By Selina Stoller, Summit AmeriFirst Holdings, LLC
On Monday, South Korean officials said that they had seen evidence that North Korea may be preparing another ballistic missile test.
Although South Korean investors have largely ignored the threat of war for years, some small signs of economic harm are emerging as Kim Jong Un, and his regime unnerves the world.
Last month, the South Korean central bank predicted that the economy would expand by almost 3 percent this year, but the damage has already been done to the tourism industry. Consumer confidence is wavering, and policy officials are warning that political tension between the two countries won’t be going away.
South Korean Finance Minister Kim Dong-Yeon told Bloomberg that because a “fundamental solution to the North Korea problem is difficult,” the effect on financial markets won’t be short term and could have a negative impact on the economy.
According to the Korea Tourism Organization, South Korea has seen a 40 percent decline in foreign tourists in July which is due to political tension.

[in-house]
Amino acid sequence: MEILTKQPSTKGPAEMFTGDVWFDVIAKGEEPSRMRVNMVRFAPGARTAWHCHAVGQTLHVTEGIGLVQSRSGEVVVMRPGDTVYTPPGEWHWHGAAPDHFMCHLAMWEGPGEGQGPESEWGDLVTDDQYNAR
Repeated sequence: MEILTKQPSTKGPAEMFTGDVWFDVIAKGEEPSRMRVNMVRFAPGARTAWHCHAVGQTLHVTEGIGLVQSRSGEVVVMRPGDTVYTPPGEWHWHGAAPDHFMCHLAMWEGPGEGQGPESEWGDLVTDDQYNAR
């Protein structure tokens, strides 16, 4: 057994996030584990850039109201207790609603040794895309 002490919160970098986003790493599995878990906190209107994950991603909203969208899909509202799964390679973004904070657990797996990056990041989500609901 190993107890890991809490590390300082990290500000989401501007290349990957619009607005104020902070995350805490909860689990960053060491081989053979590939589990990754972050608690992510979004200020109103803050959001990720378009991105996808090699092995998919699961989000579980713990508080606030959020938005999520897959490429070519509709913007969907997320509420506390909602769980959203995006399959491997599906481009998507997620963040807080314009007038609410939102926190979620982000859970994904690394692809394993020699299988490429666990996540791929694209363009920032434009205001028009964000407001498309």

The biggest loss is in visitors from China, which reflects a ban on package tours by the government in Beijing over South Korea’s decision to deploy the U.S.’s Thaad missile defense shield. Estimates by Bloomberg believe that the loss from Chinese tourists to South Korea cost $4.7 billion between March and July.
What can be expected for now is that the government in Seoul will further boost its foreign-exchange reserves to provide a measure of “self-insurance” to reduce market volatility and protect against potential shocks, according to Kwon Young-sun, senior economist at Nomura International in Hong Kong.
- 8 Sep, 2017
- Josh Smith